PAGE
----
Along with other socially constructed aspects of life – language, ideas, and the search for meaning and community – ceramic objects and other cultural products affirm human relationships and modes of being. In A Potter’s Workbook, Clary Illian makes this clear: “What is at the heart of the matter in pottery making? To call into being an object and to ask the object to have qualities that evoke in the viewer a sense of rightness, beauty, or vitality is to tinker with the divine. Making pots offers a constant challenge to search for the mysterious underpinnings of the physical world itself.”[ii]
When art is made to satisfy the whims of the wealthy (the one percent or less who gain the most from emerging global markets), it is too often devoid of rightness and vitality. It is most useful as a commodity for wealthy patrons. Sellers and their allies create the illusion of value for the work of an anointed few, horde it, lock it in a vault to protect its future value, and try desperately to build a worldview that treats creativity itself as a rare commodity (best reflected in what they own). The world they imagine is both sad and bleak; it is also extractive and not sustainable.
By contrast, the new maker movement embraces the best of all craft traditions. For the most part, it seeks generative, sharing economies rooted in localized production and sustainable methods. But it also embraces the technologies of contemporary postmodern culture. The maker movement experiences the same tensions potters have experienced in producing and selling their wares for centuries. How technologically innovative should we be? What defines our local community? Potters, and other craftspeople need to connect and create a new dialogue around the issues of sustainability.
For potters, technological innovations started thousands of years ago with the move from pit firings to the use of a chimney. Then, kiln builders modified the fuel’s path leading to downdraft kilns. These innovations were followed by the introduction of new fuels, new refractories – the list is endless.
Harsh critics will point to the devastation of forests to fuel ceramic kilns, the naïveté of building local economies in the face of globalization, and the supposed failure of earlier craft movements, among other things they object to. They do not understand our argument: The direct engagement of hand and material – in this case, clay – gives birth to deep creativity and connects us to who we are as a species, as human beings. We become less about what we own and more about what we know and feel. A humane future is necessarily about knowing more and having less. A planet can sustain an intelligent life form fascinated by ecological systems and cultural creativity, but our only currently available planet cannot sustain a culture built around McMansions and Hummers.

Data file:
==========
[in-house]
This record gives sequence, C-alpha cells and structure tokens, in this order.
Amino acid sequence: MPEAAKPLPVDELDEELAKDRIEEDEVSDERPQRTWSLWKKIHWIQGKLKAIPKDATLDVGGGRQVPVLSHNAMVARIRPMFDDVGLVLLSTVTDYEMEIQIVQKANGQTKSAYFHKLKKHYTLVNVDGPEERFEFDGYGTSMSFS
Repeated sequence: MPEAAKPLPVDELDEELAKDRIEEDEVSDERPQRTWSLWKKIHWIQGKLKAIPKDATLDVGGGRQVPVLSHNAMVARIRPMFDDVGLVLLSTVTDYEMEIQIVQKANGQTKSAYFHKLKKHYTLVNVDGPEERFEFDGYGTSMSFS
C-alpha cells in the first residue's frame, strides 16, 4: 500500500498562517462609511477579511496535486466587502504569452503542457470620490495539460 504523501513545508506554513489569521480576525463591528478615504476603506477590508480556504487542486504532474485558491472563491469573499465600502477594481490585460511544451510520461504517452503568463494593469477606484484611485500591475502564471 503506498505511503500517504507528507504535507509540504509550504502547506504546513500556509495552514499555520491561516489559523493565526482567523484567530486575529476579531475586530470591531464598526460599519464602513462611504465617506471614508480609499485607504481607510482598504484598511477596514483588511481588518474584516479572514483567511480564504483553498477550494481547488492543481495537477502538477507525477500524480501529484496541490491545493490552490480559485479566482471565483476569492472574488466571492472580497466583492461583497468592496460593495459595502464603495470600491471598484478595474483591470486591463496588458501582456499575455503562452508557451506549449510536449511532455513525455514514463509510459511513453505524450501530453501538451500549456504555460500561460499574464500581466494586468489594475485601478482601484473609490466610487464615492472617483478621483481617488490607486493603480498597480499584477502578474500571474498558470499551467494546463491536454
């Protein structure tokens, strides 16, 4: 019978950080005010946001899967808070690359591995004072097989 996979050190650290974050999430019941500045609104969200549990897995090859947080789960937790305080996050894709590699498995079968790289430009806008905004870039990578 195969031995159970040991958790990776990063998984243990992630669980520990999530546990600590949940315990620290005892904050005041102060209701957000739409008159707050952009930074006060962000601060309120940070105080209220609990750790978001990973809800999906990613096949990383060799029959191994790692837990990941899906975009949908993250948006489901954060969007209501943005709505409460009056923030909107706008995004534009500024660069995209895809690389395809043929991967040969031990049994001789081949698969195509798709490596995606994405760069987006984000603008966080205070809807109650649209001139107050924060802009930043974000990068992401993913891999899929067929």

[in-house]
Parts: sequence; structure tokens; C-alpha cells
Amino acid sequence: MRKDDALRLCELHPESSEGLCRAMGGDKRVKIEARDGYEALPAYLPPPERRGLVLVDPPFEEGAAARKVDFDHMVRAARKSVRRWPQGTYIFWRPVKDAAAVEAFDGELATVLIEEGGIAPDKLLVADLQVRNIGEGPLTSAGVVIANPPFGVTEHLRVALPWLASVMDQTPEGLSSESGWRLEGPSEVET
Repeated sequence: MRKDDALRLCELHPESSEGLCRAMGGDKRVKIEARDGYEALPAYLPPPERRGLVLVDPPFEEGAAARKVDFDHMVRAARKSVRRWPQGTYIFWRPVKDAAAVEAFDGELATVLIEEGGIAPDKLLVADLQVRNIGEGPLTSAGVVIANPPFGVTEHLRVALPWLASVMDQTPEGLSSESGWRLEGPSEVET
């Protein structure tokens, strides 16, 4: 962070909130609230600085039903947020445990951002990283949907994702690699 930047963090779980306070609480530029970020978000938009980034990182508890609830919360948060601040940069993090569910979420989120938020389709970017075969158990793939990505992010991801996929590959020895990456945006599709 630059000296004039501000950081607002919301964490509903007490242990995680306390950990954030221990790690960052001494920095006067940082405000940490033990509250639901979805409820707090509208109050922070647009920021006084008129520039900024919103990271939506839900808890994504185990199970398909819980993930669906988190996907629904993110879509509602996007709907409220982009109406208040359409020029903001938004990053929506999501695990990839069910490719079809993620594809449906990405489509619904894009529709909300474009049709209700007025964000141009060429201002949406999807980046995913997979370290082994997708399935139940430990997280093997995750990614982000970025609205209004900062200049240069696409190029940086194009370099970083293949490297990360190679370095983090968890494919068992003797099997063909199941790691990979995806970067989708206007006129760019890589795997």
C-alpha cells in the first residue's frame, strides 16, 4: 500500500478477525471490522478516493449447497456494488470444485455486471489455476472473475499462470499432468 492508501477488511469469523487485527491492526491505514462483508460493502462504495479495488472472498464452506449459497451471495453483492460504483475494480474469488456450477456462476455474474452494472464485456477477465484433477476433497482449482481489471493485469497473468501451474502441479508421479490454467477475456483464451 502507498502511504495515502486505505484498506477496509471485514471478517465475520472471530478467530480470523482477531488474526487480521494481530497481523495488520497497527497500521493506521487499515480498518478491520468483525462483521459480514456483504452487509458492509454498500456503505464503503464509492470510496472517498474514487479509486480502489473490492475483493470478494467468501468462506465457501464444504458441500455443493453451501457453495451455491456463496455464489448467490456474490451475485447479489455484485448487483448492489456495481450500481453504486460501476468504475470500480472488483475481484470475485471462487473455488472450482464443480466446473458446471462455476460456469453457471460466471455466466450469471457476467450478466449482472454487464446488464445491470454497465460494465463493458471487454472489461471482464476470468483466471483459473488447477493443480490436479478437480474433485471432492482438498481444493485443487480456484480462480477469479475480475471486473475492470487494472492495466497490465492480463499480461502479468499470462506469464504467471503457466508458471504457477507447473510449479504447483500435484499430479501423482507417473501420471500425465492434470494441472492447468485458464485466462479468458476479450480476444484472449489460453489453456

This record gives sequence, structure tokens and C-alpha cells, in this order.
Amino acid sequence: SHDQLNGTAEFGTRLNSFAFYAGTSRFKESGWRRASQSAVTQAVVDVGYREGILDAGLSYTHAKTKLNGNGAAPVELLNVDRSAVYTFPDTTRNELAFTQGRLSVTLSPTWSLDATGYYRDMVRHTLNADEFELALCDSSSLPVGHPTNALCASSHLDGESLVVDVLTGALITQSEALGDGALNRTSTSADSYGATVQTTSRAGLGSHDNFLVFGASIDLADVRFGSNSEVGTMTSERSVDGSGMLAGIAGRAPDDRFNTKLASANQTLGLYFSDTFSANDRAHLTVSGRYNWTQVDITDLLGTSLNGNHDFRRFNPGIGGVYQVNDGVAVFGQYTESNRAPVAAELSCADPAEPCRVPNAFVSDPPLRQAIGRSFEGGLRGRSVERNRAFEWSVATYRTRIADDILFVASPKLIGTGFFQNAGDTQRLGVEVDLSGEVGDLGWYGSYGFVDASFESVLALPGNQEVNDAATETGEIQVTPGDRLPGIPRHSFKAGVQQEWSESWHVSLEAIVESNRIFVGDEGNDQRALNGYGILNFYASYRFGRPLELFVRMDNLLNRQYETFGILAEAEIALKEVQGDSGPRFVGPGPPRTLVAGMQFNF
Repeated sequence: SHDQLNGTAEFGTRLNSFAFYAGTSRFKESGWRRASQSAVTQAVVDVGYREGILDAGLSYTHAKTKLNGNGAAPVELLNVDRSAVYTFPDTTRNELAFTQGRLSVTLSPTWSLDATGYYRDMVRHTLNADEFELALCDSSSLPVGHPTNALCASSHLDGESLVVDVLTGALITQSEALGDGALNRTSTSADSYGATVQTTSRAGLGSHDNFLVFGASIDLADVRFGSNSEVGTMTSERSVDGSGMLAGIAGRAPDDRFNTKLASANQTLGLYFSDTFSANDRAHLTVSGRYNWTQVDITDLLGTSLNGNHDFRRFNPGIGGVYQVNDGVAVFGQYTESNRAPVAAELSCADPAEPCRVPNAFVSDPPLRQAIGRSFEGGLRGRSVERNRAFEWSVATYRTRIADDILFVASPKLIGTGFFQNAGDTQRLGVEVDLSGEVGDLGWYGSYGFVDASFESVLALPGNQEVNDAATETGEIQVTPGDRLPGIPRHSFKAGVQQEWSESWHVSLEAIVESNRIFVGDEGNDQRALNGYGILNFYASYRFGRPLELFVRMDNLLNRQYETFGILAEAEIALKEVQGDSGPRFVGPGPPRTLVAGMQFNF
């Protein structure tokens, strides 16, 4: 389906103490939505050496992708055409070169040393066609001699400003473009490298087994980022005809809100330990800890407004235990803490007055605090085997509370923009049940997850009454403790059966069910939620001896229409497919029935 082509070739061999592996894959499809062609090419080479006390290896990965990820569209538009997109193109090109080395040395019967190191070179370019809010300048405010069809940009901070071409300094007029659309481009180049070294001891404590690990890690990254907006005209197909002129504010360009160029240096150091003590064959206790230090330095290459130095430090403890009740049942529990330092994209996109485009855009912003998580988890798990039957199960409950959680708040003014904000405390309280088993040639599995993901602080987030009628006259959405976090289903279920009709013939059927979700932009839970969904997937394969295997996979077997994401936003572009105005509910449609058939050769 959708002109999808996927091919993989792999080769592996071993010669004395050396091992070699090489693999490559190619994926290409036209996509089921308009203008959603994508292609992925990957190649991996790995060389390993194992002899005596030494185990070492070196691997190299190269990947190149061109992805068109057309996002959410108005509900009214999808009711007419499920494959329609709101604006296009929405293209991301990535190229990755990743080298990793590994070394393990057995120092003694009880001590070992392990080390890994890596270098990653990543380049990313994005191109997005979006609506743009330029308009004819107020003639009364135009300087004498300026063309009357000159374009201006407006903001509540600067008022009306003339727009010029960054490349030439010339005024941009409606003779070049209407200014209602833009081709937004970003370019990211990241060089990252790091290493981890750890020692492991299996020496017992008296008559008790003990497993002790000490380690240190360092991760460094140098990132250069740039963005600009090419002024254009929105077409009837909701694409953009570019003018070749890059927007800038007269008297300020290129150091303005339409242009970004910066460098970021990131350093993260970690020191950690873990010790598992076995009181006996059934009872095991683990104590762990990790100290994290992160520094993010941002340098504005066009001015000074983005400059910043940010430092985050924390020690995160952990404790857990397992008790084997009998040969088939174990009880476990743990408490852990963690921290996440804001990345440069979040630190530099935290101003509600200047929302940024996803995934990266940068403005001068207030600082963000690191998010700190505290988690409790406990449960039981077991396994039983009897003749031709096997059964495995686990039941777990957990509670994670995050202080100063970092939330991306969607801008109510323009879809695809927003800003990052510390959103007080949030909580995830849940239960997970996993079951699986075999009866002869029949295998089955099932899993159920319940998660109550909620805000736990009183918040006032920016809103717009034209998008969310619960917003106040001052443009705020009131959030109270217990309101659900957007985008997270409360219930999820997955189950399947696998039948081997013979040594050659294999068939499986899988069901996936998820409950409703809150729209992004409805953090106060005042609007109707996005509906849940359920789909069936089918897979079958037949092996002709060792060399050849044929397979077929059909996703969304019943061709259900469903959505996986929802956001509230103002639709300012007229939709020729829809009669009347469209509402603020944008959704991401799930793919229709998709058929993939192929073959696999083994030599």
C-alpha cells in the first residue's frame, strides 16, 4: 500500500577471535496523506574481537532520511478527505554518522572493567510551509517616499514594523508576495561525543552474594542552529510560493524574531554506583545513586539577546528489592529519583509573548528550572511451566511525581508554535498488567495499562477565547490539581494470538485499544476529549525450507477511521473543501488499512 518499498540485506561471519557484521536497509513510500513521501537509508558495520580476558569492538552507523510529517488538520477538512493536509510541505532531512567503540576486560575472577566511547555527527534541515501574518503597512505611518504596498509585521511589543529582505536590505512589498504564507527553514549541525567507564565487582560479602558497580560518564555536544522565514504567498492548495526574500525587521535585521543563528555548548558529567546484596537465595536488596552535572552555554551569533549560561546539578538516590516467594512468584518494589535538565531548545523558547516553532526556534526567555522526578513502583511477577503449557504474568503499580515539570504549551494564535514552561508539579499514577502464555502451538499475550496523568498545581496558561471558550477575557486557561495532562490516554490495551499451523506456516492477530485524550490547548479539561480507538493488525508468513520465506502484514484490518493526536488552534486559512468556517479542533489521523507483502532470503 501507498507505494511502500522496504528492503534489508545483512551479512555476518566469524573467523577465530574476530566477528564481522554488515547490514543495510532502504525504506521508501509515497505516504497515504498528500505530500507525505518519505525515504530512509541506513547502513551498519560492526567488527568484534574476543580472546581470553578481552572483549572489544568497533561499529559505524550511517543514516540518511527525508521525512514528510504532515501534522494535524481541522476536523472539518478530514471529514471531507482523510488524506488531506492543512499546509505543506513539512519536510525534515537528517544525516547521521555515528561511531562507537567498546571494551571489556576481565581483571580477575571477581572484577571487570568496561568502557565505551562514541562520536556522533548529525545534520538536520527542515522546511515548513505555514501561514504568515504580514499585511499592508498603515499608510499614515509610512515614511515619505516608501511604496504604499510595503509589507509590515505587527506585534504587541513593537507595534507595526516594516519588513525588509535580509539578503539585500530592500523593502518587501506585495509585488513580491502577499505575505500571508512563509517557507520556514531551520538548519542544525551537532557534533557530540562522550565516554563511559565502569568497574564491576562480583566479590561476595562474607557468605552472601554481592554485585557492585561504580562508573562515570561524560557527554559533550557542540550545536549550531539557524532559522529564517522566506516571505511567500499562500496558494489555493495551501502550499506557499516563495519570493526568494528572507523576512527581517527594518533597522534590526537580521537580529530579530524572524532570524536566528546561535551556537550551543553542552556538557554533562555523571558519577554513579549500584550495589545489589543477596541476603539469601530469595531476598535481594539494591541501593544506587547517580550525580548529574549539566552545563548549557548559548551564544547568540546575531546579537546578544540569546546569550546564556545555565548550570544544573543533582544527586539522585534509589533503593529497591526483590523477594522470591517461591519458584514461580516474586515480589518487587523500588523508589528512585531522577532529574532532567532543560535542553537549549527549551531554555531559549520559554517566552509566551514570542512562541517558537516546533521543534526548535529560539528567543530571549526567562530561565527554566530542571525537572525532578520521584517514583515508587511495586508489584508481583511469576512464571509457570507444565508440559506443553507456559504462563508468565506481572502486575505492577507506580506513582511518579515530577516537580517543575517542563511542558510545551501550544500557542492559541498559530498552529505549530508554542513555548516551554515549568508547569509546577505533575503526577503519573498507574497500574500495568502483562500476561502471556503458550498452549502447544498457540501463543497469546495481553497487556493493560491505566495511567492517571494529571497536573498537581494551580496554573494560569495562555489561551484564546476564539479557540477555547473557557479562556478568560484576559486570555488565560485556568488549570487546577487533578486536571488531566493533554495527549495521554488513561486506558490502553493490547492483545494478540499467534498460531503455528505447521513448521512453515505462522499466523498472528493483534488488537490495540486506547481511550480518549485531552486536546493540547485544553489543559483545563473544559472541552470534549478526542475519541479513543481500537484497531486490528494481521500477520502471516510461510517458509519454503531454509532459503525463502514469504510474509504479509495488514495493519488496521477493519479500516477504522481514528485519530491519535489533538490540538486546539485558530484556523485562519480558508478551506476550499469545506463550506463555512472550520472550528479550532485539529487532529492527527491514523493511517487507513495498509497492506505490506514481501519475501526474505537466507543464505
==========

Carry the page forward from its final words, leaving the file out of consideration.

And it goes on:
Growing inequalities point to the need for creative subversives. One of the most subversive things we can do is to undermine the notion of a creative elite. We are all, in our own ways, creative. The history of ceramics is the largest body of evidence supporting our claim. There were, we must remember, very creative Neolithic potters. The archaeological record, combined with a diverse, contemporary Studio Potter Movement, reminds us of creativity’s persistence and pervasiveness. Our uniqueness as a human species is not only our construction of a physical world of pottery, other crafts, homes, and the tools to make them, it is also how we blend the things we make into our socially constructed worlds of interaction and meaning. It seems obvious that if we spend more time constructing highly interactive social communities rooted in all things local, we’ll more successfully resist the lure of ephemeral, planet-killing consumerism. More livable communities will not come easily. We need sustaining metaphors and inspired creativity to get us there. Achieving true sustainability requires digging, wedging, forming, and trial by fire.